The Scots Settlement in America called New Caledonia, a map of the ill-fated Scottish colony of New Edinburgh, published in London in 1729, stands as a tangible testament to the trials of early colonial endeavors. Based on an original draft by Herman Moll, a prominent geographer of the time, this document provides a captivating glimpse into the transient existence of the Scottish foothold in modern-day Panama.
The map's origin lies in the ambitious plans of William Paterson, the founder of the Bank of England and then Scottish Governor. In 1698, he envisioned the establishment of a colony in Panama as an economic boon for Scotland, leading to the formation of the Company of Scotland. With substantial funds raised, an expedition carrying 1,200 colonists arrived at Darien in November 1698, and the construction of the colony commenced. The region, renamed New Caledonia, was captured in several promotional manuscript maps by English chartmaker William Hacke, from which Moll's printed map derives.
Despite the optimistic beginnings, New Caledonia succumbed to the harsh realities of disease and attacks from Spanish galleons. Within nine months, the remaining colonists had retreated, marking the premature end of the colony. This catastrophic venture pushed Scotland towards economic collapse, culminating in the signing of the Act of Union in 1707, which led to the formation of the United Kingdom.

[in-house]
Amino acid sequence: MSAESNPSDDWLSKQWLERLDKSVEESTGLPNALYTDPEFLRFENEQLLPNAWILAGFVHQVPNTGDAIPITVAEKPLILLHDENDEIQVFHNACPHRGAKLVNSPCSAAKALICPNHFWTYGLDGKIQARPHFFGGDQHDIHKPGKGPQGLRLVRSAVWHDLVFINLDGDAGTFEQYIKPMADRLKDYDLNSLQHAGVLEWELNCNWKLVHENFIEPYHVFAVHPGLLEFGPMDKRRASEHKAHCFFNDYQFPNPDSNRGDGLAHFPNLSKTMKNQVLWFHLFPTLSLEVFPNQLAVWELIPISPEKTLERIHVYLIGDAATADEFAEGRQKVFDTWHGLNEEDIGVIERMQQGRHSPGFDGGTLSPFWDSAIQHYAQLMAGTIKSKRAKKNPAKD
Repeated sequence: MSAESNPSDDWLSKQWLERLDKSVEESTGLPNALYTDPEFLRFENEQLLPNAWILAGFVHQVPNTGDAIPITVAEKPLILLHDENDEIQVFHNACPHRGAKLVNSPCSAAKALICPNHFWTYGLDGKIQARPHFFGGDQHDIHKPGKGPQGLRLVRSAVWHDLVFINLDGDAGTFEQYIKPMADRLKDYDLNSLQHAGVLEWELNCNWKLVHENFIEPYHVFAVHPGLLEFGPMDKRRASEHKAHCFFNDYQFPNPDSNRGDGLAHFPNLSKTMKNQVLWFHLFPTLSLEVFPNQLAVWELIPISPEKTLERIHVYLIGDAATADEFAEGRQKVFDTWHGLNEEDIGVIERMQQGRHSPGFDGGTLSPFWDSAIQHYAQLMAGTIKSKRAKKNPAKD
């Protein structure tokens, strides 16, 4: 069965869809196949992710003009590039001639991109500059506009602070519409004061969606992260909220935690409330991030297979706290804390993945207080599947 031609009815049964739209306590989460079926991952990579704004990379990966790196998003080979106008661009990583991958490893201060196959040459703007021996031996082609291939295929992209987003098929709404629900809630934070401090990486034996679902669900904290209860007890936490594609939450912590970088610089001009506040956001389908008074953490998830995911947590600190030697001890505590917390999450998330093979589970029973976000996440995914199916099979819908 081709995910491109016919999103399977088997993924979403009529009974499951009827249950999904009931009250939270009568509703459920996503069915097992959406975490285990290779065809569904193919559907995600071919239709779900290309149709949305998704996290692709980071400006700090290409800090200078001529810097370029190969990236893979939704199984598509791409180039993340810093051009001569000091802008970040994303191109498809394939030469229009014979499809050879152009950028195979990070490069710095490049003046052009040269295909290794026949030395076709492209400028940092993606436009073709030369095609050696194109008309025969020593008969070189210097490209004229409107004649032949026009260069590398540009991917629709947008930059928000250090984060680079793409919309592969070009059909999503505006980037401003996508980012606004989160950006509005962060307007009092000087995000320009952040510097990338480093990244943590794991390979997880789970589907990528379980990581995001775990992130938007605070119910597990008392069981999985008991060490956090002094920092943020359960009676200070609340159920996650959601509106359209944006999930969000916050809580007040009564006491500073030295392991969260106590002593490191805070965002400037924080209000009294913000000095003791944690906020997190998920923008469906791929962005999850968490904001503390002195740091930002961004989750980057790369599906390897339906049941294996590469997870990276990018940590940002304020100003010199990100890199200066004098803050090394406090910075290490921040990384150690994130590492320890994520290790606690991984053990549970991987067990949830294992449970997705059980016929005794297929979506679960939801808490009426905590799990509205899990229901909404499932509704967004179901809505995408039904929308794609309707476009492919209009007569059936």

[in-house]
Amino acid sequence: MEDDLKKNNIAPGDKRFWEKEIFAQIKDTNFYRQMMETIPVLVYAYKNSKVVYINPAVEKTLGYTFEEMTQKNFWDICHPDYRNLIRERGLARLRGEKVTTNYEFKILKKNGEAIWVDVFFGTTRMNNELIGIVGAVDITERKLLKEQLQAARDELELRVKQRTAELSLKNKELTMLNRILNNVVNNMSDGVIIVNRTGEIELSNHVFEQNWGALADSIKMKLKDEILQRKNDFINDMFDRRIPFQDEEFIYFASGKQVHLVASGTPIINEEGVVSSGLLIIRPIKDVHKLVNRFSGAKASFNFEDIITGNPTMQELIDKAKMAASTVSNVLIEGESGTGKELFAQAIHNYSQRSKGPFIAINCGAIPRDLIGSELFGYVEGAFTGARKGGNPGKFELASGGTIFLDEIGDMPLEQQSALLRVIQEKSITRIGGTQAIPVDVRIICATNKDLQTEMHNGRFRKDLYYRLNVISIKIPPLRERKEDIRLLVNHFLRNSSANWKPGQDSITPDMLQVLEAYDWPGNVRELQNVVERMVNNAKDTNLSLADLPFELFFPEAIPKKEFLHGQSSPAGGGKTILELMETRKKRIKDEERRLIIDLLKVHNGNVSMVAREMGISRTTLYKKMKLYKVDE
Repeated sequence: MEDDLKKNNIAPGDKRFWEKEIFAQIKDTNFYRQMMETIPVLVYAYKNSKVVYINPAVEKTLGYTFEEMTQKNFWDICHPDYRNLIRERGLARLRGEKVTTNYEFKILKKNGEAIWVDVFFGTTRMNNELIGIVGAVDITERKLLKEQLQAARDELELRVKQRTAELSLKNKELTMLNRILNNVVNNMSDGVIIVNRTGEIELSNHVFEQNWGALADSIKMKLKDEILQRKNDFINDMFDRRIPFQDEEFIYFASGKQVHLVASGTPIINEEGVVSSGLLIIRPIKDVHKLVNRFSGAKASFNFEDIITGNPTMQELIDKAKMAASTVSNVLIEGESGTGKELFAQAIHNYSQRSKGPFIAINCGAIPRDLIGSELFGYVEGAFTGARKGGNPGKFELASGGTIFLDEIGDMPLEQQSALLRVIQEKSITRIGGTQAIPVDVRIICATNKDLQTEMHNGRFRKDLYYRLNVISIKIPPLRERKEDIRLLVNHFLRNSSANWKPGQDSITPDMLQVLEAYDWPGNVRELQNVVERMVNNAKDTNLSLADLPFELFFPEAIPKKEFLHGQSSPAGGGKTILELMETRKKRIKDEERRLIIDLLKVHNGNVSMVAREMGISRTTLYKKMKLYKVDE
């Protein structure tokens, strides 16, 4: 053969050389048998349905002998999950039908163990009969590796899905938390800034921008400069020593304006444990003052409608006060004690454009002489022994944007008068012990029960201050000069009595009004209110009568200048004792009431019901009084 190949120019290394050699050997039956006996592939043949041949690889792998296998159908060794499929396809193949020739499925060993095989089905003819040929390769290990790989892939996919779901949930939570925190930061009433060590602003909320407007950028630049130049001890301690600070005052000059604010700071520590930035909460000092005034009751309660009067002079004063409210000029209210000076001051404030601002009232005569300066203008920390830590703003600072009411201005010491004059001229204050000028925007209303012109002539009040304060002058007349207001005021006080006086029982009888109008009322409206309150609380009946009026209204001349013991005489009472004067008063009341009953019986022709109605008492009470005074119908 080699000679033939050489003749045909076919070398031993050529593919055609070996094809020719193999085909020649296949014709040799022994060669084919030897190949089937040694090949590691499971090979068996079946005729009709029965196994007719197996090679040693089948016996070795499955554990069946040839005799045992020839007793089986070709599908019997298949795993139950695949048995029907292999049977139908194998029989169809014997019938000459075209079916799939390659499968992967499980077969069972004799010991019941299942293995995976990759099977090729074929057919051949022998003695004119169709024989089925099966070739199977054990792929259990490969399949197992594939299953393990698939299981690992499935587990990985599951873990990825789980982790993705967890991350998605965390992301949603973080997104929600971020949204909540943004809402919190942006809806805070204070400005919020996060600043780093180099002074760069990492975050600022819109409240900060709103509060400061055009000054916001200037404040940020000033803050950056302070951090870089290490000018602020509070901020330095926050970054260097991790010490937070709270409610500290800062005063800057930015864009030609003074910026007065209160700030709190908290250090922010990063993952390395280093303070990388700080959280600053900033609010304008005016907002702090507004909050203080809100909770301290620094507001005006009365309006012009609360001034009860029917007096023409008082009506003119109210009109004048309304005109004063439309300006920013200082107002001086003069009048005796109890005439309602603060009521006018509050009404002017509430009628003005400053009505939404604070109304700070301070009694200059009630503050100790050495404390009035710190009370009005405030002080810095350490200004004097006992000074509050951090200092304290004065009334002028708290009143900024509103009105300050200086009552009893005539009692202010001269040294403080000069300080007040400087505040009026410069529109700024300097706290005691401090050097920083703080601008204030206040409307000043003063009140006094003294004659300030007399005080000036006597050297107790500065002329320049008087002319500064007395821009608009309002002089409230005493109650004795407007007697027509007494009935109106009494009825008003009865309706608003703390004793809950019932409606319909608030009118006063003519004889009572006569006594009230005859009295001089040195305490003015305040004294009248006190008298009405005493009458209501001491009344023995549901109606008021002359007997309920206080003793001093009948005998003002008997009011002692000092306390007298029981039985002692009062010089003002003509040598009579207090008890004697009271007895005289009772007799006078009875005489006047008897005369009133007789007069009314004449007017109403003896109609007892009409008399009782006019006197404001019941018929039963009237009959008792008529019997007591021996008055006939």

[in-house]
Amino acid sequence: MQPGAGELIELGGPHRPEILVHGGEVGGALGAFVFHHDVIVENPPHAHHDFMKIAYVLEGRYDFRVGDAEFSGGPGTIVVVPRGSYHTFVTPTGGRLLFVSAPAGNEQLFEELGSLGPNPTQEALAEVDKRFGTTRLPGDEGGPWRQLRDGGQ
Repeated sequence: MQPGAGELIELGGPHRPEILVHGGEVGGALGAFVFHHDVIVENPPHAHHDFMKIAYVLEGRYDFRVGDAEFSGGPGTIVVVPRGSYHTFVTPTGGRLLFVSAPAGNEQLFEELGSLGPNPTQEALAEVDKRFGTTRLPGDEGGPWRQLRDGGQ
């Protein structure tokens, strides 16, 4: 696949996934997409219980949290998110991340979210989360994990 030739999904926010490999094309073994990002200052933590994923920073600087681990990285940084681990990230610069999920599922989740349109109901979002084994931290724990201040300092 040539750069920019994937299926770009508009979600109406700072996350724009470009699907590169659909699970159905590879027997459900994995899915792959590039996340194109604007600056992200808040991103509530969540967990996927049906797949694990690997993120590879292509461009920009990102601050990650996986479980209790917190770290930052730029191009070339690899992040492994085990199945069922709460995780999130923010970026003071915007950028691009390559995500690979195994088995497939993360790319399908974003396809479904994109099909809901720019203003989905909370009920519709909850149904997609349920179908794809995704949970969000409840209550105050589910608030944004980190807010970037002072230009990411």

As an artifact of this historical period, the map also includes an intriguing note, etched in its upper-right corner, that details the geographical characteristics of the Bay of Caledonia, including its rocky ground, the presence of gold, and the rapid regrowth of vegetation in cleared areas. The Scots Settlement in America called New Caledonia thus offers a poignant cartographic memory of a fleeting chapter in colonial history, encapsulating both the high hopes and the grim realities of early colonization attempts.
Herman Moll (c. 1654-1732) was one of the most important London mapmakers in the first half of the eighteenth century. Moll was probably born in Bremen, Germany, around 1654. He moved to London to escape the Scanian Wars. His earliest work was as an engraver for Moses Pitt on the production of the English Atlas, a failed work which landed Pitt in debtor's prison. Moll also engraved for Sir Jonas Moore, Grenville Collins, John Adair, and the Seller & Price firm. He published his first original maps in the early 1680s and had set up his own shop by the 1690s.
Moll's work quickly helped him become a member of a group which congregated at Jonathan's Coffee House at Number 20 Exchange Alley, Cornhill, where speculators met to trade stock. Moll's circle included the scientist Robert Hooke, the archaeologist William Stuckley, the authors Jonathan Swift and Daniel Defoe, and the intellectually-gifted pirates William Dampier, Woodes Rogers and William Hacke. From these contacts, Moll gained a great deal of privileged information that was included in his maps.
Over the course of his career, he published dozens of geographies, atlases, and histories, not to mention numerous sheet maps. His most famous works are Atlas Geographus, a monthly magazine that ran from 1708 to 1717, and The World Described (1715-54). He also frequently made maps for books, including those of Dampier’s publications and Swift’s Gulliver’s Travels. Moll died in 1732. It is likely that his plates passed to another contemporary, Thomas Bowles, after this death.